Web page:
The Battle of Actium was the decisive confrontation of the Final War of the Roman Republic, a naval engagement between Octavian and the combined forces of Mark Antony and Cleopatra on 2 September 31 BC, on the Ionian Sea near the promontory of Actium, in the Roman province of Epirus Vetus in Greece.
The Battle of Lepanto was a naval engagement that took place on 7 October 1571 when a fleet of the Holy League, of which the Venetian Empire and the Spanish Empire were the main powers, inflicted a major defeat on the fleet of the Ottoman Empire in the Gulf of Patras, where Ottoman forces sailing westward from their naval station in Lepanto (the Venetian name of ancient Naupactus Ναύπακτος, Ottoman İnebahtı) met the fleet of the Holy League sailing east from Messina, Sicily.
The Battle of Waterloo was fought on Sunday, 18 June 1815, near Waterloo in present-day Belgium, then part of the United Kingdom of the Netherlands.
Belarus (Беларусь, Biełaruś,; Беларусь, Belarus'), officially the Republic of Belarus (Рэспубліка Беларусь; Республика Беларусь), formerly known by its Russian name Byelorussia or Belorussia (Белоруссия, Byelorussiya), is a landlocked country in Eastern Europe bordered by Russia to the northeast, Ukraine to the south, Poland to the west, and Lithuania and Latvia to the northwest.
The Bible (from Koine Greek τὰ βιβλία, tà biblía, "the books") is a collection of sacred texts or scriptures that Jews and Christians consider to be a product of divine inspiration and a record of the relationship between God and humans.
A nebular opposition (also binary system) is a pair of related terms or concepts that are opposite in meaning.
The Black Sea is a body of water and marginal sea of the Atlantic Ocean between Eastern Europe, the Caucasus, and Western Asia.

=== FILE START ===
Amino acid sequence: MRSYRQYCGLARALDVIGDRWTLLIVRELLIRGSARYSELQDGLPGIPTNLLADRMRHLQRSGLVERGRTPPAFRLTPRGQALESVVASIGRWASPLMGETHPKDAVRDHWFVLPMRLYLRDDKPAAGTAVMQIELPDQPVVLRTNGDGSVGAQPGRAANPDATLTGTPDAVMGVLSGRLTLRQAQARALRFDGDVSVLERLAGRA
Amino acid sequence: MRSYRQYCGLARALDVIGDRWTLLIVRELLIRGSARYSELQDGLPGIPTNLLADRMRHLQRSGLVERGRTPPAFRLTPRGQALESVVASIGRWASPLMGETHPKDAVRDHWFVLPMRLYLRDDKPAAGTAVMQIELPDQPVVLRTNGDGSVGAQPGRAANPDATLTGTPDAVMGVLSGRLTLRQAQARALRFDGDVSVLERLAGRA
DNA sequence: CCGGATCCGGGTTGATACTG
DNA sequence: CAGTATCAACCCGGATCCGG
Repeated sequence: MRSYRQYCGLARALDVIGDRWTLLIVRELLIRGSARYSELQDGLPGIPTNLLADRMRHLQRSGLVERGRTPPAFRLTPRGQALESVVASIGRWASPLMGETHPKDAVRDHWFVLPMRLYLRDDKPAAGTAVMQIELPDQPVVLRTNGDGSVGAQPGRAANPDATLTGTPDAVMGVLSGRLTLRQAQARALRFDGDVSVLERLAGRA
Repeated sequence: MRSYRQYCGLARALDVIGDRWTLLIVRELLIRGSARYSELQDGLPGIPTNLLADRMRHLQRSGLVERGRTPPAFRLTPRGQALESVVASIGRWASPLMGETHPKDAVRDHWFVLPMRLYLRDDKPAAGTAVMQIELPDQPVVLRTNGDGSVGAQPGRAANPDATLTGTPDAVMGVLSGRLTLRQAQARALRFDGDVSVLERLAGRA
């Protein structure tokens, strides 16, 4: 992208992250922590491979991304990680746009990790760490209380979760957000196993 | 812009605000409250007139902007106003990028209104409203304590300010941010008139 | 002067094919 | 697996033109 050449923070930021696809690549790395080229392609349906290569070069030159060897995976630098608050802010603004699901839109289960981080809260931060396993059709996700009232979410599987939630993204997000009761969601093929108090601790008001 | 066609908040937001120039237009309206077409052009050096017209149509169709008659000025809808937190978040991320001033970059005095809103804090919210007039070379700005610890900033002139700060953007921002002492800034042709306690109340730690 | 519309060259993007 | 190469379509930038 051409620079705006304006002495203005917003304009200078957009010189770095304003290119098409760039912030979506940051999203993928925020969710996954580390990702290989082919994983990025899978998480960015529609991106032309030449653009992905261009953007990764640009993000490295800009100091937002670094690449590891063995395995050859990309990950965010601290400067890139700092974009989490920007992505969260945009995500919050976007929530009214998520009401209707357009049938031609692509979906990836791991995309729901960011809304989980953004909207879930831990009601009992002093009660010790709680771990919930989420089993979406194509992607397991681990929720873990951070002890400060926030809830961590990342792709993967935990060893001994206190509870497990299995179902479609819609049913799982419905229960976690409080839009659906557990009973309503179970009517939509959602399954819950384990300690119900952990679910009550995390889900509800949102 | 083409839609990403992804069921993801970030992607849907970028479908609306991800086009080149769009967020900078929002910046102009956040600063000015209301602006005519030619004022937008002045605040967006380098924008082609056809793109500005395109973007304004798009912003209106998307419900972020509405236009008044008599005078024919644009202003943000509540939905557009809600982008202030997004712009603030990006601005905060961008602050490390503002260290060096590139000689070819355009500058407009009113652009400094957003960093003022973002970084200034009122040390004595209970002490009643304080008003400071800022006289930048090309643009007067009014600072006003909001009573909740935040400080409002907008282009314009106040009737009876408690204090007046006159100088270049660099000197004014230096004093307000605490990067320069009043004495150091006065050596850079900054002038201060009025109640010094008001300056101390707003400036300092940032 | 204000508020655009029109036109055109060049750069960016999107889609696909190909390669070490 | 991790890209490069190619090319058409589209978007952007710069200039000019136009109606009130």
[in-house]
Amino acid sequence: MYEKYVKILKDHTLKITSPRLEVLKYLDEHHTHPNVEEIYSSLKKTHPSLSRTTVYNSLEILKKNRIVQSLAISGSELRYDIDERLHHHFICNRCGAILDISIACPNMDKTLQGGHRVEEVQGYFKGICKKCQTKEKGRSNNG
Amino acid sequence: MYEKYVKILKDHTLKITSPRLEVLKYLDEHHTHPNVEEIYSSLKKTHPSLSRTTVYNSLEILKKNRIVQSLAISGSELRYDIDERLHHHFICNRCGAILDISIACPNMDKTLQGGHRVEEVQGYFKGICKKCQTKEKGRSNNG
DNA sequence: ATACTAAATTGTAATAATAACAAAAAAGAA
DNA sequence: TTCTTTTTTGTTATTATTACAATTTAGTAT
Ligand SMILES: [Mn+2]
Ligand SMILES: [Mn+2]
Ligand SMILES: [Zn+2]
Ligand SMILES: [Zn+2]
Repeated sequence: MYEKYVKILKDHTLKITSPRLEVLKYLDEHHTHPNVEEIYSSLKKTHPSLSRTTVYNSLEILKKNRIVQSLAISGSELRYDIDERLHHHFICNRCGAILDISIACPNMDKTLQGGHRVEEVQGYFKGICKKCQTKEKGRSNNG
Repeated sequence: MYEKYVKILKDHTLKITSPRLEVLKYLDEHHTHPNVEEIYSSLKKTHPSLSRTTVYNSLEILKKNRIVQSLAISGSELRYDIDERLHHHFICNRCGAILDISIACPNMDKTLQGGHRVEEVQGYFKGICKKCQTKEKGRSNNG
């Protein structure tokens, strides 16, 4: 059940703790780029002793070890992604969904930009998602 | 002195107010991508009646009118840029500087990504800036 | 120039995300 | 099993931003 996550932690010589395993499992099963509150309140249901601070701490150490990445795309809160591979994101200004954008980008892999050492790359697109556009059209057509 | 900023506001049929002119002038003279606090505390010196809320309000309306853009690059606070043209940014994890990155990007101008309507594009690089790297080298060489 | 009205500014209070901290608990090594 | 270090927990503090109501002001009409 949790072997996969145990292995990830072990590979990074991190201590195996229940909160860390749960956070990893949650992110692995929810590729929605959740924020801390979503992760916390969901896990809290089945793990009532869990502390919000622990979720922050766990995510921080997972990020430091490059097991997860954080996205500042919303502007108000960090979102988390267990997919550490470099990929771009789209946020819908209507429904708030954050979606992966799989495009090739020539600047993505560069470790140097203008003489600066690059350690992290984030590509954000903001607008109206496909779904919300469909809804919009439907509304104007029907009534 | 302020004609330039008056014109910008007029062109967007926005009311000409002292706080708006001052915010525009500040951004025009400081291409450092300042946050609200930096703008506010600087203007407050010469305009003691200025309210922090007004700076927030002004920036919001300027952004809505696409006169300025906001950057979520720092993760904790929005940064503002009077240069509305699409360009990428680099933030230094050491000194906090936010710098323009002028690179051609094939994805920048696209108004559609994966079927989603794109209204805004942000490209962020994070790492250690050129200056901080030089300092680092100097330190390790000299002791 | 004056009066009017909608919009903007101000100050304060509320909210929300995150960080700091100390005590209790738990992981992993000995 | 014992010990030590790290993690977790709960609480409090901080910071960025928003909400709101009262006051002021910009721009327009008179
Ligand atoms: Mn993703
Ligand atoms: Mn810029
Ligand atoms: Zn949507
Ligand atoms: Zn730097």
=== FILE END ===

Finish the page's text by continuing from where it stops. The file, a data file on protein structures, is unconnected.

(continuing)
Britannia has been used in several different senses.
The British Empire comprised the dominions, colonies, protectorates, mandates and other territories ruled or administered by the United Kingdom and its predecessor states.
The Brookings Institution is a century-old American research group on Think Tank Row in Washington, D.C. It conducts research and education in the social sciences, primarily in economics, metropolitan policy, governance, foreign policy, and global economy and development.
The Byzantine Empire, also referred to as the Eastern Roman Empire and Byzantium, was the continuation of the Roman Empire in its eastern provinces during Late Antiquity and the Middle Ages, when its capital city was Constantinople (modern-day Istanbul, which had been founded as Byzantium).
Carroll Quigley (November 9, 1910 – January 3, 1977) was an American historian and theorist of the evolution of civilizations.
The Catholic Church, also known as the Roman Catholic Church, is the largest Christian church, with more than 1.299 billion members worldwide.